Bridgeport's Socialist New Deal, 1915-36
Awards and Recognition:
Homer D. Babbidge Prize, Association for the Study of Connecticut History, 2002
In November 1933, the Socialist Party of Bridgeport, Connecticut won a stunning victory in the municipal election, putting slate roofer Jasper McLevy in the mayor's seat and nearly winning control of the city council. In probing the factors that led to this electoral victory and its continuation, Bucki uncovers a legacy of activist unionism, business manipulation of local politics and taxes, and a growing debate over the public good that revealed how working people viewed their government and their own roles as citizens. As a backdrop to the evolving national developments of the New Deal, this study stands at the intersection of political, labor, and ethnic history and provides a new perspective on how working people affected urban politics in the inter-war era.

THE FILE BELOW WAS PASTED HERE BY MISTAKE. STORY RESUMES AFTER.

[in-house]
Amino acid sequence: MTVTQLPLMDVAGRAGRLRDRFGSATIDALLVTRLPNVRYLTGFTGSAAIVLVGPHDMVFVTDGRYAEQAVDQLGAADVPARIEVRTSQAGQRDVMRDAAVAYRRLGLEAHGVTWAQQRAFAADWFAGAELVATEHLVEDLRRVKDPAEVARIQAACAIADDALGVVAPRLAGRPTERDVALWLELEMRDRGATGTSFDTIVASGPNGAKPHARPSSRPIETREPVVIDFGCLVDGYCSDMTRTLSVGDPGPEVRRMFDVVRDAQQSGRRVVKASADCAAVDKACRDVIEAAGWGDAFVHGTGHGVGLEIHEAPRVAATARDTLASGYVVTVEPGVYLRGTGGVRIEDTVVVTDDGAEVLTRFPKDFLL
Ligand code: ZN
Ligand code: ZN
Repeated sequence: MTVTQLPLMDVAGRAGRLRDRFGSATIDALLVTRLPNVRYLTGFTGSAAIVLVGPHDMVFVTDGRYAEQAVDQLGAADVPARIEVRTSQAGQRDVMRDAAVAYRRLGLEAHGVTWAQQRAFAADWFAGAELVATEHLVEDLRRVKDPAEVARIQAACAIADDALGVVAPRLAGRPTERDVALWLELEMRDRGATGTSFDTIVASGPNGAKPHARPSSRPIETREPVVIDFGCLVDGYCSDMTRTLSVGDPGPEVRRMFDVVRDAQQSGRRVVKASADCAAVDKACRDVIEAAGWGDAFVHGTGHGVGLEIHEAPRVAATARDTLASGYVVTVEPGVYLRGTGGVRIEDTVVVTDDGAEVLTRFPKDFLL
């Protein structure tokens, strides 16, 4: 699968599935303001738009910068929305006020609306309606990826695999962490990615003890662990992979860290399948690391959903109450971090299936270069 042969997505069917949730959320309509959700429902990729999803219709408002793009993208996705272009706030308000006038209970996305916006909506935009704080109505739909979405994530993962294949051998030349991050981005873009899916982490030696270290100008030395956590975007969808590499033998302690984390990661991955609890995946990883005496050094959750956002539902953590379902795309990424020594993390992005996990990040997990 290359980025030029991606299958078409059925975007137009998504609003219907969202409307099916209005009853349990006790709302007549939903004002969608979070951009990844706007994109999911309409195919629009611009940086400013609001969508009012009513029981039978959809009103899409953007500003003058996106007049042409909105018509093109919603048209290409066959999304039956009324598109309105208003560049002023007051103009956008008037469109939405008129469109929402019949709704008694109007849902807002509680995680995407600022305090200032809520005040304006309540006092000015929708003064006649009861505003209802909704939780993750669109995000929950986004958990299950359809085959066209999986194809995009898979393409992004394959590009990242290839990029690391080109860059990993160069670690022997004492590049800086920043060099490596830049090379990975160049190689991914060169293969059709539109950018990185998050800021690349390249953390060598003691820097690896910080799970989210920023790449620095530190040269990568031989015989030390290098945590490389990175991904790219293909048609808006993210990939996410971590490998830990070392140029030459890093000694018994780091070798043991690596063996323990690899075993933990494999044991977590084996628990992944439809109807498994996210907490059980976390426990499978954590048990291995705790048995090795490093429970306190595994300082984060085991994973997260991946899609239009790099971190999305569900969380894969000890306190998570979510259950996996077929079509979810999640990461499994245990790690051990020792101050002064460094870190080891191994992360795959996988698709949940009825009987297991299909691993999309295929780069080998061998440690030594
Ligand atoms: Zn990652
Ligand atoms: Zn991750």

Bridgeport's Socialist New Deal, 1915-36 explores how labor gained first a foothold and then a stronghold in local politics as broad debates over taxes, budgets, city services, and the definition of public good pitted previously unengaged working-class citizens against local business leaders and traditional party elites. In the heat of the Great Depression, the skilled AFL craftsmen who made up the bulk of the city's Socialist Party stepped in to fill a political void created by the crumbling of mainstream parties, the disintegration of traditional modes of ethnic politics, and the fiscal crisis of the city. Representing the concerns of ethnic working-class communities only weakly allied to the mainstream American parties, the Bridgeport Socialists rode into office on a wave of popular antibusiness anger and New Deal enthusiasm.
Once in office, McLevy and his party were hamstrung by legislative measures that gave substantial control of finances to local business leaders. Bucki details the compromise politics of Bridgeport and shows how the local party, after splitting from the Socialist Party of America in 1936, became more narrowly focused and reformist, though still serving as the voice of the working class.
The Bridgeport Socialist Party's remarkable move from outsider critic to occupant of city hall illustrates the volatility of politics in the early depression years. It also reveals the curbing influence of conservative business and political interests, not only on the Bridgeport Socialists, but also on the more radical prongs of the New Deal.
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